Two reasons, really: 1) rationing, 2) taxpayer funding of abortion. The former doesn’t get enough attention, so it is worth considering this from the National Right to Life Committee, which explains why H.R. 3962 will lead to rationing:
The National Right to Life Committee has long warned that over-promising and under-funding is a recipe for future rationing. That is, if a bill passes providing subsidies for the uninsured without providing an adequate funding source for it, not only now but as health care spending rises in the future, the likely result will be cutting back on the treatments and tests available not only for the newly subsidized but also for those covered by other government health care programs, notably Medicare for senior citizens.
That is, from a pro-life angle, health care reform under the Barack Obama-Nancy Pelosi model is not only seriously problematic, but beyond correction. It goes way beyond funding abortion, which only the most odious part of a generally odious bill. The simple law of supply and demand will eventually mean bureaucrats making health care decisions in a world of finite resources: that means rationing.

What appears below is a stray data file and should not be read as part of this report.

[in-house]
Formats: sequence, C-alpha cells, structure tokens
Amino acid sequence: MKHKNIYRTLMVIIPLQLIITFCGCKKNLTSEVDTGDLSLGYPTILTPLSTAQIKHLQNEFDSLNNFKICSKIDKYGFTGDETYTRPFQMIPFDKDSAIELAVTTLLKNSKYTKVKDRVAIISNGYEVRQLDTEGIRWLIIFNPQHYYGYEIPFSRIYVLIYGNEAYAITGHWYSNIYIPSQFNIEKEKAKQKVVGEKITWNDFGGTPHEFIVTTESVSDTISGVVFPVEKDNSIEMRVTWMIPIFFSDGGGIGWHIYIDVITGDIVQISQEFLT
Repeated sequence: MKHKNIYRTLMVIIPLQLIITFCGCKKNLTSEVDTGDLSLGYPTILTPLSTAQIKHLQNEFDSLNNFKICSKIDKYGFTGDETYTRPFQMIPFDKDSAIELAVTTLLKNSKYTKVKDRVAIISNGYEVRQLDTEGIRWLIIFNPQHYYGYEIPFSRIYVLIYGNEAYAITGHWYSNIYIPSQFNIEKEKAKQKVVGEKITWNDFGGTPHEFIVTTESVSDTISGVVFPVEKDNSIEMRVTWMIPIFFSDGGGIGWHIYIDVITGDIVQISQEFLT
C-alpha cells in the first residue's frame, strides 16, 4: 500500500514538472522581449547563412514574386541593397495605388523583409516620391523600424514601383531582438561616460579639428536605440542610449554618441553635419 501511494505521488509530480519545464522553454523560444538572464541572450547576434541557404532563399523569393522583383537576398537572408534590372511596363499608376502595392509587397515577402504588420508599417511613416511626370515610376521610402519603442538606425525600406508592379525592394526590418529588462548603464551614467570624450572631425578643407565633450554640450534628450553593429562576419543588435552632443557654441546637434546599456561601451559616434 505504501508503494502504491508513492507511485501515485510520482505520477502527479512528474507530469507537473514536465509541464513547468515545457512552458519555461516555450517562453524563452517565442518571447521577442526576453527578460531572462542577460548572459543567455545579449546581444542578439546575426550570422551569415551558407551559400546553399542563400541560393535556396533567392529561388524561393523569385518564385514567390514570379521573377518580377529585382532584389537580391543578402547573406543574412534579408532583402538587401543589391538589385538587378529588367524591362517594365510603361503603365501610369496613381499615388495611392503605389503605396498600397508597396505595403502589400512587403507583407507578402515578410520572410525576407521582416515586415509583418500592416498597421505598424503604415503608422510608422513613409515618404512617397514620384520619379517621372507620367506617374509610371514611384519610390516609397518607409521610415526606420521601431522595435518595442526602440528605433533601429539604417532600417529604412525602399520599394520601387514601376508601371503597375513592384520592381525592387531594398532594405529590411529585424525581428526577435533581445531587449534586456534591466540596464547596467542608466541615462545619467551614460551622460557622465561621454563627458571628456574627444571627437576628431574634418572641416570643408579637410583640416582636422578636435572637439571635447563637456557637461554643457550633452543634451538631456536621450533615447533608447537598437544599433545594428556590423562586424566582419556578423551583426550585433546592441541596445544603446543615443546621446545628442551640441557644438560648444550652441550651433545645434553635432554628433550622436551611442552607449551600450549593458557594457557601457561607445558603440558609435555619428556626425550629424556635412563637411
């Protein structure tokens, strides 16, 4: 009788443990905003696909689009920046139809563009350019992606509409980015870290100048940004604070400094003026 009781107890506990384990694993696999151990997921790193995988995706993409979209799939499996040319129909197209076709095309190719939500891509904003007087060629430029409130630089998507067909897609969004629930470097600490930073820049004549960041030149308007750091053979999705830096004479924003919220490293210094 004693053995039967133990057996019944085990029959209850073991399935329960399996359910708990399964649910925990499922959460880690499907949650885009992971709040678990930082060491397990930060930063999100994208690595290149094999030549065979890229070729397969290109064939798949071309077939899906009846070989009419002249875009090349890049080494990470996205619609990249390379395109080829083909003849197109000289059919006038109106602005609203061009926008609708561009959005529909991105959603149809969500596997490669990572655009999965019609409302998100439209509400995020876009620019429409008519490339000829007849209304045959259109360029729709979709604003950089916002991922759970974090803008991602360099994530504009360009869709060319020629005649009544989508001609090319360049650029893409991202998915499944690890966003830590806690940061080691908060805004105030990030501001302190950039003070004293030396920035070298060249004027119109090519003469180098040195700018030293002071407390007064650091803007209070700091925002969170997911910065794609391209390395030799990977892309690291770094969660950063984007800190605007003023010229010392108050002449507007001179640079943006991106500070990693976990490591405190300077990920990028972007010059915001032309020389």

Of course, funding abortion continues to be an important battle on the health care fight. It is worth remembering that the pro-aborts lie. As Jill Stanek notes:
Didn’t pro-aborts spend an inordinate amount of time claimingpublic funding of abortion wasn’t included in any of the healthcare bills before House pro-lifers added an amendment specifying there would be no public funding in its healthcare bill?
Yet the hornet’s nest that said abortion wasn’t in healthcare has been stirred into a frenzy because abortion has been aborted from healthcare.
Speaking of which, Senator Ben Nelson (D, Neb.) seems to have backtracked on his insistence that the Senate version of Obamacare have a Stupak-like amendment prohibiting direct or indirect funding of abortion. CNN reports:
Sen. Ben Nelson, D-Neb., who last week insisted that the Senate health care bill include tight restrictions passed by the House on the use of federal money for abortion coverage, now says he would be satisfied with the less restrictive language approved by the Senate Finance Committee.